3.   Challenge Others Belief

If you want to change yourself and get better at something, you need to surround yourself with people that are better than you because they challenge and may change your beliefs… right?  We need to challenge one another within our profession more if we want change to happen, but we need to come at it the right way.

Before we try creating a change in someone’s beliefs we need to validate the thoughts they already have instilled and we need to be interested in them.  We need to be curious to why others think the way that they are and we need to seek to understand his or her viewpoint before anything else. Approaching things in a positive manner with the sake of improvement as the end goal. Ask questions before pointing out flaws can go a long way when it comes to influencing people.   Once we hear them out, we have an understanding of one’s thought process, and have shown the curiosity to learn. It is only then that we can take a swing at changing minds and getting someone thinking. We need to make sure we do it in a positive way and making sure we come across with the right attitude about wanting to make everyone better.  We aren’t here to necessarily prove a point but to get people moving towards being “less wrong”. Behavior change only happens by choice, not by force.

I wish I knew these things in school.  I saw in school that our profession needed change and I wanted to be part of that change by challenging others thoughts.  My approach was horrible though because I didn’t seek to understand first and I didn’t want to listen to someone’s thoughts that weren’t inline with mine.  And people didn’t want to listen to me because I didn’t care to listen to them. If I had used this approach before, like I do now, I probably could already have some more influence on people.  But now I know better, so I do better. And being better, and knowing better aren’t always about being right.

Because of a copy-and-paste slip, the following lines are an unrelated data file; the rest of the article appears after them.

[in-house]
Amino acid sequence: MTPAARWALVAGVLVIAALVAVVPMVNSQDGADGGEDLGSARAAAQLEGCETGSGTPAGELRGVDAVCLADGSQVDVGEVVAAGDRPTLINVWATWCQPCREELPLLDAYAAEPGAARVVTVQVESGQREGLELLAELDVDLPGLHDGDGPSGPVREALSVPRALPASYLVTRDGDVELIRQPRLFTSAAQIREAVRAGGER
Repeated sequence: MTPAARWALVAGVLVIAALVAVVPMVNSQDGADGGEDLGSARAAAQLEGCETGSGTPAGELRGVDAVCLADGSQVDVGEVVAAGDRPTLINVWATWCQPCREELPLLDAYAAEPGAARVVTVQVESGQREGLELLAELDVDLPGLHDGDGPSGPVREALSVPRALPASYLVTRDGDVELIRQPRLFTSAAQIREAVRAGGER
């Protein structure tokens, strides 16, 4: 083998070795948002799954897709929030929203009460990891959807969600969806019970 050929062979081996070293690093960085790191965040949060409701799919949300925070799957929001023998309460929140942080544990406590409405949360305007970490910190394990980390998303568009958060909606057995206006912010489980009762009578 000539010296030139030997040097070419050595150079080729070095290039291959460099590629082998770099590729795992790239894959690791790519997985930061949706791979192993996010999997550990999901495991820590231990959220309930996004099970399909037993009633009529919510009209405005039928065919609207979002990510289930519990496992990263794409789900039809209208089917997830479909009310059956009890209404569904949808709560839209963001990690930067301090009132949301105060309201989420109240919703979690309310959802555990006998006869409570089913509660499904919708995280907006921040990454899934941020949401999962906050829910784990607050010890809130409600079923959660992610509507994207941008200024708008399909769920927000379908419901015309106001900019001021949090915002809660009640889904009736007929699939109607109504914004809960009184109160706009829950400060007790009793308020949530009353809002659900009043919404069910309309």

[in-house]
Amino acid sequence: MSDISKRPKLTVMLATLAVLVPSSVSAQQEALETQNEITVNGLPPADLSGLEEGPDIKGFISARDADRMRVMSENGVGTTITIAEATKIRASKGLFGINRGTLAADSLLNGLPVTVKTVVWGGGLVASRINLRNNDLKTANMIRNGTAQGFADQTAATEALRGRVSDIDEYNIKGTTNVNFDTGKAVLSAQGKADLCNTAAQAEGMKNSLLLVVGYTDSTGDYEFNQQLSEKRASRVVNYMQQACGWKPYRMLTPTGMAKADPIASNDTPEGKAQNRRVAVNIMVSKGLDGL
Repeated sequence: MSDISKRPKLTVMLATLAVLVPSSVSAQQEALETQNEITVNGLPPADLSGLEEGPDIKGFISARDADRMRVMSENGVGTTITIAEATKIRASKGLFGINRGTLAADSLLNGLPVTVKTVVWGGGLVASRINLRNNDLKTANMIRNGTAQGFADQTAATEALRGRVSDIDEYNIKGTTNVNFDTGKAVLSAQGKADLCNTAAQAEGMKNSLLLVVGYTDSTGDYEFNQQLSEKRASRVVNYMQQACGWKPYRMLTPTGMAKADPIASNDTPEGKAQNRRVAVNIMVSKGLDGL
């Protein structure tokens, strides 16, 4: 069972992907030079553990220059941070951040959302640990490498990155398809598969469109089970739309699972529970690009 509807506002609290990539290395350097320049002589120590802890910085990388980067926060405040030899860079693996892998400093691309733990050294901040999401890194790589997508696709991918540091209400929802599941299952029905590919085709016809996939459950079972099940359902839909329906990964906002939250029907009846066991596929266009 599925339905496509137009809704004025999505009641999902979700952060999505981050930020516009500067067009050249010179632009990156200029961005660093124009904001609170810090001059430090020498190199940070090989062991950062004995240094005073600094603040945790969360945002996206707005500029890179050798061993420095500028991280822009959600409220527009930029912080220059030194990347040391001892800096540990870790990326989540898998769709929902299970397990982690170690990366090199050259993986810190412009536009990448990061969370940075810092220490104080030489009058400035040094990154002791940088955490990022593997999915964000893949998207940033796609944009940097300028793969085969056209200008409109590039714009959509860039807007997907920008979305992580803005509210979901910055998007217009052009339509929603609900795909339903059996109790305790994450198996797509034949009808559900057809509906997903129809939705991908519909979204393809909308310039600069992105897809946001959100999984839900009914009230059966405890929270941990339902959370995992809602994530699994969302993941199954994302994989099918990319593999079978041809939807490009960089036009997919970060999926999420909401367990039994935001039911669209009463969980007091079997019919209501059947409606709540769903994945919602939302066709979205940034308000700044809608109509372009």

4.  Embrace Ambiguity

Like I said, it is not always about being right. As students of any discipline or level, we always strive to “know” the right answer.  But is there actually a right answer to healthcare? Yeah, its 2018, technology is awesome, we have tons of research to back things, but guess what….There is still a shitload of stuff we don’t know about the human body.  Science wouldn’t still be in existence to keep asking questions if we knew it all. And if you think you have the answers to everything, then you need to look at all the research out there that is now telling us that there is a whole less we know than we once thought we did.  

It takes time, but we need to be comfortable with being able to say “I DON’T KNOW” or “we as a whole profession don’t know”.  I will say it is quite counter-intuitive. People come to us searching for answers and explanations because we are the experts that are supposed to know everything.  And people will listen when you throw around science facts like a tennis ball against the office wall. But people will gain a whole lot more respect for you when you are able to say “I don’t know” with conviction.  We can search for a why, we can give a hypothesis, and we can get people better without knowing exactly why. But if we continue to think that we are getting people better with the right answers that we think we have (that we really don’t have), then we aren’t really doing any better.  Those healthcare costs are still going up right alongside those disability rates.

So be a skeptic to everything. Don’t take anything for what someone says it is.  Question it. Embrace “I don’t know” with a conviction. Not knowing something just leaves us room for improvement.  Search for your why. And search for it constantly in all aspects of life. It will make you a better student of your discipline, a better person and a lifelong learner.  It will help to create a leader out of you. And if you’ve read this far you know we need more leaders, not more followers. Go against the grain, do things differently, and be the change, because if we don’t change, our field will fail to change.  *Insert mic drop*

-Brett Scott, PT, DPT